16:31 GMT28 January 2021
Listen Live
    Opinion
    Get short URL
    by
    345
    Subscribe

    No stranger to controversy, US President Donald Trump’s first term in office has been riddled with contentious domestic issues, including his handling of the COVID-19 pandemic, nonexistent health care replacement for the Affordable Care Act and even his initiative to bolster the US’ southern border.

    As Trump’s hold on the White House dwindles even further - now that electors have cast their ballots for the next commander-in-chief - just how well has the president managed to avoid landmines on domestic issues over the last four years?

    Although Trump did manage to hit the ground running at the start of his presidency, it was soon proved that much of his decision-making would require the use of executive orders. According to the Federal Register, Trump has issued 198 such orders, with the highest tally being recorded in 2020.

    Strengthening US’ Borders

    In fact, an executive order issued just seven days after Trump’s 2017 inauguration banned foreign nationals from seven predominantly Muslim countries - Iraq, Syria, Iran, Libya, Somalia, Sudan and Yemen - from visiting the US, a highly controversial move which quickly saw Trump met by a series of legal challenges.

    At the time, Trump explained he signed the order because it would help to “prevent a beachhead of intolerance,” and that it would make certain that individuals entering the US share its values. However, the order was immediately opposed by the public

    Jorge Baron, the executive director of the Northwest Immigrant Rights Project, told Sputnik at the time that the “unlawful” order violated US immigration laws and undermined the US judiciary system.

    And then there was also the border wall, which was started by - yep, you guessed it - an executive order that was signed five days after Trump’s inauguration. The matter of the wall along the US-Mexico border has faced a mixed response, with the president’s supporters hailing the move and others, understandably, criticizing the action as a US money pit that wouldn’t be funded by Mexico, as Trump had repeatedly suggested.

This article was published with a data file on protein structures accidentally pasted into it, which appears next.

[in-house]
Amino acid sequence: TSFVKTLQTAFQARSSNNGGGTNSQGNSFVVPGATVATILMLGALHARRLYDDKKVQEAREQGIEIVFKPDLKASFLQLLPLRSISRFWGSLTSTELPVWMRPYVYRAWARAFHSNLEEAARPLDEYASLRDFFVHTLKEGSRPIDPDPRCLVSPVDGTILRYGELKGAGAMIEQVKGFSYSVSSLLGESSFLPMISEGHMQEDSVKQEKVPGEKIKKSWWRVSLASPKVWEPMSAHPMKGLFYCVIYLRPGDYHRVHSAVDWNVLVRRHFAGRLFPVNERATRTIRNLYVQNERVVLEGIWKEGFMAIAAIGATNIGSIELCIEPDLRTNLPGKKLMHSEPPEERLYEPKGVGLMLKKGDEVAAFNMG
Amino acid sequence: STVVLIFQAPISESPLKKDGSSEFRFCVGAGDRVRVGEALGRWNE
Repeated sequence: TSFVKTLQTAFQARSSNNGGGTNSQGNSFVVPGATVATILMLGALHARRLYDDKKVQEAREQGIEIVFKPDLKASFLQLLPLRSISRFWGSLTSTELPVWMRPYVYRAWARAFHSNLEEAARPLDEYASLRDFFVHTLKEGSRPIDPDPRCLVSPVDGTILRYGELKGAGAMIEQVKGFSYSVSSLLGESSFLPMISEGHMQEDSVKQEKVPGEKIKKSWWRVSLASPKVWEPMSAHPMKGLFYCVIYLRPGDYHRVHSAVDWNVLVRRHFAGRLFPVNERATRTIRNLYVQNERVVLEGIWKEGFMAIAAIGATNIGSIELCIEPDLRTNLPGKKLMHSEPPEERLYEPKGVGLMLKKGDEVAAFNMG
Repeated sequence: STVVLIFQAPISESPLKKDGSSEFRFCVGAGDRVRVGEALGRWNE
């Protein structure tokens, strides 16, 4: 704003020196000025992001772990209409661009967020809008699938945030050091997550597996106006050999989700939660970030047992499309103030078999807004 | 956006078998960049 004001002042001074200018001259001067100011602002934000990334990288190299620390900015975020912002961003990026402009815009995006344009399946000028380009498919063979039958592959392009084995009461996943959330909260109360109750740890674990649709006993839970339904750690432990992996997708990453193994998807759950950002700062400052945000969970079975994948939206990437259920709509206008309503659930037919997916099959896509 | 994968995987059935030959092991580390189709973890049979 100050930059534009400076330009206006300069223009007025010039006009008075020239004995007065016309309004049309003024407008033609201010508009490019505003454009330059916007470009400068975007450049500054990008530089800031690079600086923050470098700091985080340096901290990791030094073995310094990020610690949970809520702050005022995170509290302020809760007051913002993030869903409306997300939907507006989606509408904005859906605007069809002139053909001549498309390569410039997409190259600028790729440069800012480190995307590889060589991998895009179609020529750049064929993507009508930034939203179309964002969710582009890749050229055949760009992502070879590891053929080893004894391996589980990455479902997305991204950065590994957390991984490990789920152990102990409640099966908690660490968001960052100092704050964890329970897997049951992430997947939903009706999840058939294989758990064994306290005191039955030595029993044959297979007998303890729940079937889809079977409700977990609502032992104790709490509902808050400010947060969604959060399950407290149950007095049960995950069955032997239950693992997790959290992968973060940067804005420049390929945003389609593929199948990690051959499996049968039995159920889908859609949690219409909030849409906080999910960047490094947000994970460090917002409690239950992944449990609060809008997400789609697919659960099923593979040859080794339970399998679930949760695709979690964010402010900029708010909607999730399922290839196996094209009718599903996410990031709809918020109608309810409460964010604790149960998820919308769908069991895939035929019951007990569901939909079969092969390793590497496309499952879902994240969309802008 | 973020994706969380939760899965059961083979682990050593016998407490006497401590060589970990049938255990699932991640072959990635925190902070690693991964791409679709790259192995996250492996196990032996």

President Donald Trump walks along the completed 200th mile of new border wall on June 23, 2020, along the U.S.-Mexico border near Yuma, Arizona.
    © Photo : White House / Shealah Craighead
    President Donald Trump walks along the completed 200th mile of new border wall on June 23, 2020, along the U.S.-Mexico border near Yuma, Arizona.
    Of the 1,954 miles that make up the US’ southern border, Trump’s infamous steel-and-concrete reinforced wall has only managed to cover a 423-mile-stretch, according to estimates from the US Customs and Border Protection, which itself was given overreaching abilities by Trump to carry out mass arrests across the US early on in the administration.

    Both actions were in keeping with Trump’s campaign promises to clamp down on illegal immigration, which would suggest a victory for the president; however, it’s uncertain just how much of a success the orders truly were, considering the travel ban was continuously paused in the courts, and that an overwhelming majority of illegal immigration occurs not through unlawful crossings of the southern border, but as a result of individuals overstaying their visas.

    Affordable Care Act

    Trump was also unsuccessful in replacing the Obama administration’s so-called “disastrous” Affordable Care Act (ACA), which he initially promised would be one of the first measures to be overturned during his presidency. Trump suggested in his early campaigning days that he would provide a comprehensive replacement within his first 100 days in office.